Microbes found in the intestinal tract can impact overall health, scientists have determined. During infancy, these microbes promote intestinal and immune development, making a diversity of microbes important in these early months. Up until now, however, very little has been done to determine how diet of an infant affects microbe growth and development.
The recent study, published in BioMed Central’s open access journal Genome Biology, showed that different microbes found in the guts of breastfed infants and formula-fed infants were different, and that these differences lead to changes in the genetic expression of the immune system and defense against pathogens.
Researchers determined this by examining the epithelial cells of infants – a lining in the intestine that serves as the body’s first line of defense against food antigens and pathogens. Approximately one-sixth of these cells are shed each day through fecal matter, which allowed researchers to test the gut microbes of the three month old infants involved in the study, without having to use any invasive procedures.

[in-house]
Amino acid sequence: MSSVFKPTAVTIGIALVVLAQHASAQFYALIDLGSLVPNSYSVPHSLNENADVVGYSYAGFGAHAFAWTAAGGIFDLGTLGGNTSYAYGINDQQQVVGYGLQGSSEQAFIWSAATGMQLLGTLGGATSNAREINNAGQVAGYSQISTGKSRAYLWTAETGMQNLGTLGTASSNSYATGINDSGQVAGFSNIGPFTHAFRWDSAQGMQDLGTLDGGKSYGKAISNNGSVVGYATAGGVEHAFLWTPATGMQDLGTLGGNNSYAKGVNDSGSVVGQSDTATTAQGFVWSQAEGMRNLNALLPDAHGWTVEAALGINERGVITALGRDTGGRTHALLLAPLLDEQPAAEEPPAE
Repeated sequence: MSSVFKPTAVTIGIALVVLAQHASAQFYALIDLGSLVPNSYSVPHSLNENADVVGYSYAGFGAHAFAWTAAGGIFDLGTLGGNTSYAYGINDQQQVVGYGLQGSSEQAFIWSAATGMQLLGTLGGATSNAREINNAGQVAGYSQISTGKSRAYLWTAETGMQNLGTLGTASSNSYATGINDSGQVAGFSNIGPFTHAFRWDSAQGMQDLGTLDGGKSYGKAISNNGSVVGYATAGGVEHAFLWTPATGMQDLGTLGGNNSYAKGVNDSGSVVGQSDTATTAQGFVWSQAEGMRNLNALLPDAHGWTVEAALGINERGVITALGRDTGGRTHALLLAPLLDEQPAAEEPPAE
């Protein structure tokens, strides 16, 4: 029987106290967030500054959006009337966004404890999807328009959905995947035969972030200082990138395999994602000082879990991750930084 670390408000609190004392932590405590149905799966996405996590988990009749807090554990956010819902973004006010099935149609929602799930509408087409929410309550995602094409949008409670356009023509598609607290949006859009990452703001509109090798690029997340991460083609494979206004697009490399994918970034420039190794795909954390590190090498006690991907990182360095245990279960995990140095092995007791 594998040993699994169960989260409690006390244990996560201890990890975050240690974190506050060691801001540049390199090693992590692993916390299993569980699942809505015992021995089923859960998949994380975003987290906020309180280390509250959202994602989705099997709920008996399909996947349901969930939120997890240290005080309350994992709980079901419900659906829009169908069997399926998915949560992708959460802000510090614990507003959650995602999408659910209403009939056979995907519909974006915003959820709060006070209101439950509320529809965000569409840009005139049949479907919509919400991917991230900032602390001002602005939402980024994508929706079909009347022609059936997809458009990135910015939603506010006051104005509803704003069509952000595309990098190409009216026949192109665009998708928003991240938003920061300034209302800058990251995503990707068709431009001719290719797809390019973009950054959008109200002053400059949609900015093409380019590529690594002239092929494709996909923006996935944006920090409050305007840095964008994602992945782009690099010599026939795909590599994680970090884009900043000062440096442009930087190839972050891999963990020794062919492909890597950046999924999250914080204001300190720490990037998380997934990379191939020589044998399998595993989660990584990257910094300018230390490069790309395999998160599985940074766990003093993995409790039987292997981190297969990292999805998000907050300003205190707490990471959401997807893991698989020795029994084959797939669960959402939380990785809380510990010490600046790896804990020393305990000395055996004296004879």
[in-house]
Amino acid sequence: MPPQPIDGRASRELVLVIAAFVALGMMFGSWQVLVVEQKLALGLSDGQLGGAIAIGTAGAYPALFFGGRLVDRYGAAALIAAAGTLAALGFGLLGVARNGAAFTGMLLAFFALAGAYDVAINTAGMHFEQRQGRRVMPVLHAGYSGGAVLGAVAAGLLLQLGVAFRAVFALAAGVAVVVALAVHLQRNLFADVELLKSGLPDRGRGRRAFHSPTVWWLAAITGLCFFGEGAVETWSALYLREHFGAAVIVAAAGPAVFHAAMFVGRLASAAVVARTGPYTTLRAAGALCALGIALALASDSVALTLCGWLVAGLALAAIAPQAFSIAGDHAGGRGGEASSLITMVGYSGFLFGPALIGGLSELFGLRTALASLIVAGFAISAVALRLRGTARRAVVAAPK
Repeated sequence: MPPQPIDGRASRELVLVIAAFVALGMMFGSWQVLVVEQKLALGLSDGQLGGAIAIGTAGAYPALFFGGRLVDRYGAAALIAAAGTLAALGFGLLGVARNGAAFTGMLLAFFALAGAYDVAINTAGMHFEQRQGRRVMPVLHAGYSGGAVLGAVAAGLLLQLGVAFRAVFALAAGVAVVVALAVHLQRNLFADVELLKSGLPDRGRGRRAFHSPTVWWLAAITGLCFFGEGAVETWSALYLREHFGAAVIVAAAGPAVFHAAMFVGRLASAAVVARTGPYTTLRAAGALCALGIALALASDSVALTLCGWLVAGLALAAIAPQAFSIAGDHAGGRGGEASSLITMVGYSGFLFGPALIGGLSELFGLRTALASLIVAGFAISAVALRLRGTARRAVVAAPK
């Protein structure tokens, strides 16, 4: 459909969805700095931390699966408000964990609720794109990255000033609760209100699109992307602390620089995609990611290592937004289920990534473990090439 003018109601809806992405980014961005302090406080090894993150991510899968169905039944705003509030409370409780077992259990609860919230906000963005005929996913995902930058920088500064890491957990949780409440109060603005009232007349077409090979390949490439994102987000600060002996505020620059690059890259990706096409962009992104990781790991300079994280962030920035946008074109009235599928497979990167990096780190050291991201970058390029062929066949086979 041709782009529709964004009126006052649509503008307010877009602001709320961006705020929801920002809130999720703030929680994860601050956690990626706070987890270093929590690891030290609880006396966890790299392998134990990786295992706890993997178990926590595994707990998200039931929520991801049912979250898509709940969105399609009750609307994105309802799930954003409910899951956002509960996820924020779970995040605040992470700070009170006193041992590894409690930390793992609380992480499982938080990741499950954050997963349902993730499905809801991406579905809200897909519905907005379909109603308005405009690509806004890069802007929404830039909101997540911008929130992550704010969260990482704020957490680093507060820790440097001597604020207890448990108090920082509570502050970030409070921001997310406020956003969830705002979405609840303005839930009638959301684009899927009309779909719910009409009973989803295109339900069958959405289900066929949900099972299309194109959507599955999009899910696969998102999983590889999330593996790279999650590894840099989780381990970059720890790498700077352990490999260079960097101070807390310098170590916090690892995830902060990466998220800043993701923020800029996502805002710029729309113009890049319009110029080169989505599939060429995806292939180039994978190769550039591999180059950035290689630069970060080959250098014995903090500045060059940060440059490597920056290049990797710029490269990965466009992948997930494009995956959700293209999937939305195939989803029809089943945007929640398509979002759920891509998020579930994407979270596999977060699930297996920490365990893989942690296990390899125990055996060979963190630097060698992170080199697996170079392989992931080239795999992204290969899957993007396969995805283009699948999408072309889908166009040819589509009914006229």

Transcriptome analysis was used to compare the intestinal microbes of each infant. This allowed the researchers to examine a small percentage of their genetic codes, helping them determine which genes, specifically, are making proteins.
For comparison purposes, infants were separated into two separate groups – exclusively breastfed and exclusively formula fed. The results showed that breastfed infants had a wider range of microbes in their gut compared to formula-fed infants. Their immune systems had developed to cope with these extra microbes, which indicated a stronger immune system.
“While we found that the microbe of breastfed infants is significantly enriched in genes associated with ‘virulence,’ including a resistance to antibiotics and toxic compounds, we also found a correlation between bacterial pathogenicity and the expression of host genes associated with the immune and defense mechanisms,” stated Robert Chapkin from the Texas A&M University, leader on the multi-center study. “Our findings suggest that human milk promotes the beneficial crosstalk between the immune system and microbe population in the gut, and maintains all intestinal stability.”
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